This section is from the book "Introduction To Materia Medica And Pharmacology", by Oliver T.Osborne. See also: The Principles Of Therapeutics.
knowledge) is the science of the physical properties and chemical characters of crude drugs. Pharmacy is the art of preparing medicinal preparations.
A Dispensatory is a reference book of materia medica. pharmacology, official and unofficial preparations and their doses.
to make) is an authoritative hand-book of medicinal preparations.
Expression is the process of forcibly separating a liquid from a solid.
Filtration is the process of separating a solid from a liquid by the intervention of a substance through which the former will not pass.
Solution is the process of changing a substance from a solid or gaseous state to a liquid by the action of a liquid.
Maceration is the process of soaking a drug in a menstruum until the soluble portions are all in solution.
Percolation (percolare, to strain through) is the process by which the soluble portions of a drug are separated from it by the descent of a solvent through it.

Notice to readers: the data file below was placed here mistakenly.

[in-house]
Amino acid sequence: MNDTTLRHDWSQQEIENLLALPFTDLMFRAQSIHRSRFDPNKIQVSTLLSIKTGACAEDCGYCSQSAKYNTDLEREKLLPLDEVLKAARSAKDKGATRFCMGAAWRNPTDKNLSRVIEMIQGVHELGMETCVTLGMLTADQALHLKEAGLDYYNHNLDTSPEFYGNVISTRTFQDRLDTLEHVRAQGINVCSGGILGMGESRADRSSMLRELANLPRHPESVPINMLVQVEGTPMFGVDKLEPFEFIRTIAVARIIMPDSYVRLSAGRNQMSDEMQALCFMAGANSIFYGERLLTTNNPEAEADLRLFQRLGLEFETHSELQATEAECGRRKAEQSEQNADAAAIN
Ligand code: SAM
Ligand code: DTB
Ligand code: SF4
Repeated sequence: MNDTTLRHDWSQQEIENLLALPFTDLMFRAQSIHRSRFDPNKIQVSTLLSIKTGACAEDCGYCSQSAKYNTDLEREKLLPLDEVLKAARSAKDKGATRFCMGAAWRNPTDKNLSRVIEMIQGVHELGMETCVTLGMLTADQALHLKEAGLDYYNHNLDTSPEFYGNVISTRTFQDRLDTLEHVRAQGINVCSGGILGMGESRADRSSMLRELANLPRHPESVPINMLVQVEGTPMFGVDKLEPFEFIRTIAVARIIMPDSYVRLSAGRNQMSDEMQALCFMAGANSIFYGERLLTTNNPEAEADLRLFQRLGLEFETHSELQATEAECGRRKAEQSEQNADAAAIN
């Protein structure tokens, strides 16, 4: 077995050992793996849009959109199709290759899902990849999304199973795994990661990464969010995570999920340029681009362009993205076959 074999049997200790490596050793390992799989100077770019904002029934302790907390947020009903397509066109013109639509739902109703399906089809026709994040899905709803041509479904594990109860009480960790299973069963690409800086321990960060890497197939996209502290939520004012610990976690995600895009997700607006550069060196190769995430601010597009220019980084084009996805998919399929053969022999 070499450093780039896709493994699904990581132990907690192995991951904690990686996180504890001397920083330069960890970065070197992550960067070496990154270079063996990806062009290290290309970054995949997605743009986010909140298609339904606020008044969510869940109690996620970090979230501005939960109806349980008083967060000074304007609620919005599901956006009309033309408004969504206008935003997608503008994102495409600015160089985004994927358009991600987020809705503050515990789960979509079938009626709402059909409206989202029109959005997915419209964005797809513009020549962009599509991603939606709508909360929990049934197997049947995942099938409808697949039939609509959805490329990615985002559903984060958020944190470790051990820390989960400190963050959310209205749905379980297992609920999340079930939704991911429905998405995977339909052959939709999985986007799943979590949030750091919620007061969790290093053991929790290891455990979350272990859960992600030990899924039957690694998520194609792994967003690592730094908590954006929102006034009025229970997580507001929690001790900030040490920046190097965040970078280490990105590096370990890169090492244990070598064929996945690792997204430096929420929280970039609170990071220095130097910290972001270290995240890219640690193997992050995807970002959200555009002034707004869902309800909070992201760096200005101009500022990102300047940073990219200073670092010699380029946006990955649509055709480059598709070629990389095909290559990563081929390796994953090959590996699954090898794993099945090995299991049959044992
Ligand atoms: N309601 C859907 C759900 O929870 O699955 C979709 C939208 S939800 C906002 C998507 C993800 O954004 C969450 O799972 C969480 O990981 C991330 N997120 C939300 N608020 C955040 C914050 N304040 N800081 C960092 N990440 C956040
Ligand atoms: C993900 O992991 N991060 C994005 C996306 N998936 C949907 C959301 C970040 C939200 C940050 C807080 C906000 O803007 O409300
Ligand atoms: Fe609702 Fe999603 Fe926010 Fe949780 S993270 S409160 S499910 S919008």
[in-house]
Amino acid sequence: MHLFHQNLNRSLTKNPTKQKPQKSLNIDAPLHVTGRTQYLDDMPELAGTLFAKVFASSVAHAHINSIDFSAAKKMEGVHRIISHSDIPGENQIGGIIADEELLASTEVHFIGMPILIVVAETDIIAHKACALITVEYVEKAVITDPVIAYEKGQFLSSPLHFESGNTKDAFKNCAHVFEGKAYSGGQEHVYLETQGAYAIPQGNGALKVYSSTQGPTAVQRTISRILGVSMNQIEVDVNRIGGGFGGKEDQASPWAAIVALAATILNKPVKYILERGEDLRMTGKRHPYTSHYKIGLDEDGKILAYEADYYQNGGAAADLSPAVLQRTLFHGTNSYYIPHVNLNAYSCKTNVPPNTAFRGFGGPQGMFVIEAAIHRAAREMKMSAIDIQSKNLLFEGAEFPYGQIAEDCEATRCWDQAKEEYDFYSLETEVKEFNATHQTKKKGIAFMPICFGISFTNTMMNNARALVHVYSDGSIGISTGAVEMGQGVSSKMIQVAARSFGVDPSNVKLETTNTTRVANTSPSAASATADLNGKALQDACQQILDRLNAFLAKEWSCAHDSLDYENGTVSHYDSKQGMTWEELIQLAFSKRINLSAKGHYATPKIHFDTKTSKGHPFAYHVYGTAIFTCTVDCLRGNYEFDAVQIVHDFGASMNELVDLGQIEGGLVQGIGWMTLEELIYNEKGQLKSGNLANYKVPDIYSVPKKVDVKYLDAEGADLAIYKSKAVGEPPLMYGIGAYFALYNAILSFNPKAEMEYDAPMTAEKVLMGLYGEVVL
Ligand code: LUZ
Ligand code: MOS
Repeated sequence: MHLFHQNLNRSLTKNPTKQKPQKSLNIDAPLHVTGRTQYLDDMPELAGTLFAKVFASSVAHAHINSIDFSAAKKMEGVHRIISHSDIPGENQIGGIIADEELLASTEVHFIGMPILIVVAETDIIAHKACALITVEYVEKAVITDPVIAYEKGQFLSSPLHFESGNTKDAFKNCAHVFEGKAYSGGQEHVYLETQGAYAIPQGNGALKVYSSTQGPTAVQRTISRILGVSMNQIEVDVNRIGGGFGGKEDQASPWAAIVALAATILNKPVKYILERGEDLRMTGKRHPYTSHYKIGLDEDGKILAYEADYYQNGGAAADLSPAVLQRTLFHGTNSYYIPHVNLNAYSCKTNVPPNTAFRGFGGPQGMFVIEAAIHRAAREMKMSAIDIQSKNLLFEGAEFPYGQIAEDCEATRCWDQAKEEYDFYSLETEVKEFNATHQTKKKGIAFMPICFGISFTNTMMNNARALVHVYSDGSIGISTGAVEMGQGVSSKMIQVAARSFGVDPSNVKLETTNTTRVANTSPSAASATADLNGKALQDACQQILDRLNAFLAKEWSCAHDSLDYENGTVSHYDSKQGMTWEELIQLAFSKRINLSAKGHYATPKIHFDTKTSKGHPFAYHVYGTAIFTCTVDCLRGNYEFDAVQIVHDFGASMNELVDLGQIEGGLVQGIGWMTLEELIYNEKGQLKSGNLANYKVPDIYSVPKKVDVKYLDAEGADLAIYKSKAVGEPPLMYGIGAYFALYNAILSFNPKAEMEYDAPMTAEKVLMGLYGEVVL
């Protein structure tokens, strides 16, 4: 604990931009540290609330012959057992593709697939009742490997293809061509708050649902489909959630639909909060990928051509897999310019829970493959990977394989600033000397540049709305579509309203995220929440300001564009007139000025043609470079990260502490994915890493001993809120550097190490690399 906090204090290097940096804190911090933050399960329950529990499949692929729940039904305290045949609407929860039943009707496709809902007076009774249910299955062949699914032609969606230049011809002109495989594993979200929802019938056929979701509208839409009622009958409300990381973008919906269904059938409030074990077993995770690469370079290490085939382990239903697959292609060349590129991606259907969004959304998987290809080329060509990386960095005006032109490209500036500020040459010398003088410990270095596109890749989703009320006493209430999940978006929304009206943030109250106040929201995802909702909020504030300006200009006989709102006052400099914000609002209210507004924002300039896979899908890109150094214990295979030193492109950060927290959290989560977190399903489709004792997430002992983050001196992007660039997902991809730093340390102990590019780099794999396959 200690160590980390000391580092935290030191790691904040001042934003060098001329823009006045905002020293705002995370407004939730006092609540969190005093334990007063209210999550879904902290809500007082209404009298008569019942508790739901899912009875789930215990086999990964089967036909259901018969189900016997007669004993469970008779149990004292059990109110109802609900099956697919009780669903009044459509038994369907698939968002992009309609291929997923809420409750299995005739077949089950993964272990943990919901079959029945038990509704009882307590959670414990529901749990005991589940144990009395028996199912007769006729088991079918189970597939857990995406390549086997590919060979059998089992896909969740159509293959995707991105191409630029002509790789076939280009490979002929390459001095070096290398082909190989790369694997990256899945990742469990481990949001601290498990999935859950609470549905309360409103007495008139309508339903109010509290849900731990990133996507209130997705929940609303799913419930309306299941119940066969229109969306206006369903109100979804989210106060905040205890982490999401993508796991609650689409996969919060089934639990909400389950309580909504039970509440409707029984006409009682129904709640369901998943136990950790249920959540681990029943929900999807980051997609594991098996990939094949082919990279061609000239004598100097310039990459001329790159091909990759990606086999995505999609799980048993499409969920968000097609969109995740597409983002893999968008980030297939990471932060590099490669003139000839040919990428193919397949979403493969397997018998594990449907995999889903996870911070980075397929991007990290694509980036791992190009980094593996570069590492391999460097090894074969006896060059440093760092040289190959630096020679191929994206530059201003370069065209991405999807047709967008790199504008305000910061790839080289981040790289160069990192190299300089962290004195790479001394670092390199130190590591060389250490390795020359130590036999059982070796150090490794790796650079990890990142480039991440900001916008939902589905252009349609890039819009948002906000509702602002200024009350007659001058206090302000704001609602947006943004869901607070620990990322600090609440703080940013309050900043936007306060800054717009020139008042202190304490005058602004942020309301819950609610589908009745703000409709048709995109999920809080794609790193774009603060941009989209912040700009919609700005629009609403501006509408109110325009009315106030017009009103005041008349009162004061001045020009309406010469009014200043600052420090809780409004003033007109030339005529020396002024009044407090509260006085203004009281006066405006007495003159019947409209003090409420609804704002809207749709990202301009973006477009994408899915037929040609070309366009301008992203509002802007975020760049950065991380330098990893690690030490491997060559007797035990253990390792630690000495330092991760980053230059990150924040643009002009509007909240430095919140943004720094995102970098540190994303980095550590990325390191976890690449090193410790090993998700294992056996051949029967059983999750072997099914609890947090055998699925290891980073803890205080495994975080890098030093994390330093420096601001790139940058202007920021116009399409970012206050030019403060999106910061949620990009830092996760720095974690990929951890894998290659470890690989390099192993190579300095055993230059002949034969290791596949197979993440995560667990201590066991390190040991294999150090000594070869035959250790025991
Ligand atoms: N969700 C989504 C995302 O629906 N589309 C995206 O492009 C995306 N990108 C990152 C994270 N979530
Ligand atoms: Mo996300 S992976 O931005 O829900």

Evaporation is the process of driving off from a substance volatile portions by the aid of heat.
Distillation is the process of changing a substance into a gas and condensing it again by cooling.
Chemical Reaction is the combination of substances by changing their molecular structure.
Standardizing is the specification by the pharmacopoeia of the proportion of active ingredient which each drug must possess in order to be official.
Crude Drugs are the parts of plants, shrubs or trees which experience has proved to have medicinal virtues. These vegetable drugs and their preparations are called Galenical.
Alkaloids (al- -the; kali - a plant containing much soda; resemblance), are the active principles of vegetable drugs. They are basic in character, form salts with acids, are insoluble in water, soluble in alcohol, and are precipitated by tannic acid. Their salts are soluble in water and many are insoluble in alcohol. Their pharma-copceial Latin names always end in ina.
Glucosides are vegetable principles which are readily decomposed into glucose and some other substance or substances. Their pliarmacopooial Latin names always end in inum.
Balsams are terms applied to viscid, aromatic exudates from plants consisting of a mixture of resin and a volatile oil. They are insoluble in water and soluble in alcohol.
Gums are thick viscid exudates from plants which harden on exposure to the atmosphere. They are insoluble in alcohol, and soluble in, or at least softened by, water.
Gum Resins are mixed exudates of gums and resins.